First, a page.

We divided CTML into four regions (Eastern, Central, Western and Far-western) of similar size to assess the extent of forest loss (Table 5). Thus, elephants are distributed in four population clusters with limited connectivity viz. (a) eastern population (Mechi River to Kamala River), (b) central population (Kamala River to Narayani River), (c) western population (Narayani River to Western boundary of Dang district), and (d) far-western population (Eastern boundary of Banke district to Mahakali River)87, 88 (Table 5).
Derivation of forest cover
We analyzed forest cover change and fragmentation using both the patch and landscape metrics and considered forest fragmentation as habitat fragmentation89. Natural Forests or plantations covering greater than 0.5 ha area were categorized as forest90. We used the hybrid classification techniques to combine high-resolution images, medium resolution images, and digitization of topographic maps. First of all, we prepared a forest cover map of the 1930s by digitizing greenwash areas shown on topographical maps prepared by Army Map Service, U.S. Army, Washington, surveyed during 1920–1940 (http://legacy.lib.utexas.edu/maps/ams/india/) at 1:250,000 scale. Due to the unavailability of multi-spectral satellite images of the study area before the 1970s, we relied on the existing topographic maps to obtain forest cover of 193091, 92.
Kaim et al.93, 94 found 5–10% inherent errors at various stages of land cover change analysis; while using historical data and topographic maps. The inaccuracy of forest cover mapping was minimized by visual interpretation and overlay analysis in the topographic maps. In addition, we resampled all the digital images at a 30-m resolution to improve the mapping errors. 93, 94reported the reliability of topographical maps to reconstruct forest cover. We also obtained the forest cover map of 1975 by on-screen digitization of Landsat 1 TM level 1 satellite images.
We produced the forest cover maps of 2000 and 2020 from Landsat imagery scenes respective years with < 10% cloud cover (Table 6; Fig. 4). All the Landsat data processing was conducted using the cloud-computing technology in the Google Earth Engine (GEE) platform (https://earthengine.google.org/). The GEE platform carried out a fast analysis using Google’s computing infrastructure95, 96. We used the pre-processed Landsat imagery available through GEE to assess forest cover change across the study area97.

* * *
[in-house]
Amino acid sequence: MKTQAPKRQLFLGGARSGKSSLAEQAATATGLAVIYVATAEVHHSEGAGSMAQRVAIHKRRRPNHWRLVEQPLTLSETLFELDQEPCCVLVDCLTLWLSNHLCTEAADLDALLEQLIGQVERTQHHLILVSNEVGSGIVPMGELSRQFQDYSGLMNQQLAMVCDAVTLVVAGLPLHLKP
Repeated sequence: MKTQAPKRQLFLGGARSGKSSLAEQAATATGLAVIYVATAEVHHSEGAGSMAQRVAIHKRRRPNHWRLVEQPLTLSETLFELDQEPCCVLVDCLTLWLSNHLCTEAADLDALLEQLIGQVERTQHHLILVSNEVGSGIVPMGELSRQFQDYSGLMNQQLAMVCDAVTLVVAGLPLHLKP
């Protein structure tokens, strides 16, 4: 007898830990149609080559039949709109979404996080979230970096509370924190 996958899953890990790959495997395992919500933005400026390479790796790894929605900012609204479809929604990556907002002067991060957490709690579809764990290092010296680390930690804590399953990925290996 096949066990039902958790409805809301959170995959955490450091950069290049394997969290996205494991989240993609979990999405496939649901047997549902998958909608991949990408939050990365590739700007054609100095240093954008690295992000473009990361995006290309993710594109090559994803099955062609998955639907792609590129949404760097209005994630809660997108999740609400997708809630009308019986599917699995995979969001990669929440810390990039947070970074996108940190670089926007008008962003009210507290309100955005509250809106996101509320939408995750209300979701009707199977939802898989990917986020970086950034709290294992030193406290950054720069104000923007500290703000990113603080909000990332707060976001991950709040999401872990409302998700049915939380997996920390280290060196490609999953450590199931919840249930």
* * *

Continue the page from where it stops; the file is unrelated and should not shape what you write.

We used a cloud screening algorithm to remove cloud contaminated pixels from each Landsat image by applying quality assessment (QA) bands for 2000 and 2020. Then, we produced an annual composite by taking the median value from images from the target year98. We delineated > 1000 reference points for each period 2000 and 2020, respectively. We used supervised machine learning classifiers, i.e., Random Forest (RF), to classify remotely sensed data99. Random Forest Classifier creates a set of decision trees from a randomly selected subset of the training set and aggregates the votes from different decision trees to classify the image100. The classified image was downloaded as raster tiff files. The raster was converted into vector polygons and overlaid with high-resolution google earth images of respective years. The final forest cover map was obtained with the highest accuracy by post-processing (validating) the forest polygons through onscreen digitization to match the forests visible in Google images99.
Analysis of forest loss/gain
Forest cover maps of the four different periods of 1930 (before malaria eradication), 1975 (the initial stage of PA system development), 2000 (well-established PA system) and 2020 (current scenario) were post-processed according to FAO forest definition. These layers were analyzed to understand changes in extent and location of forests using a post-classification change detection technique in Arc GIS 10.5.
We estimated the conversion of forests into the non-forest area on a grid overlay basis. We generated 5 × 5 km2 grids for forest cover change analysis following Padaliya et al.91 and Reddy et al.43 for the time series assessment and analyzed spatial distribution trends of forest cover in these grids from 1930 to 1975, 1975 to 2000, and 2000 to 202053, 91. We computed the forest cover area (distribution of transitions and persistence of forest) of four different periods in each grid using the zonal statistics tool of ArcGIS software101. Overall, forest cover change was calculated by combining all the grids and calculating the annual deforestation rate (percentage) using a compound-interest-rate formula54.
where a1 and a2 are the area covered by forest at times t1 and t2. The region wise rate of deforestation was computed and presented.
We also overlaid the Human elephant conflict (HEC) locations (Locations of elephant attacks on humans) of last 20 years (between 2000 and 2020) over the forest cover map of 1930 and 2020 (Fig. 1d) to examine the relation of HEC with forest cover change. We took HEC data (elephant attacks on humans) from the published article Ram et al.34.
Modeling forest fragmentation
We carried out habitat fragmentation analysis in the four regions of CTML (Fig. 3) and measured fragmentation in terms of core, perforated, edge, and patches. We used 30 m cell resolution for fragmentation analysis for four different periods. We used patch analyst102 to obtain the patch matrix for each region viz. patch density and size (number of patches, mean patch sizes, patch size standard deviation), edge metrics (edge density, mean patch edge), and shape index (mean shape Index, mean perimeter area ratio, mean patch fractal dimension) (Supplementary table S3).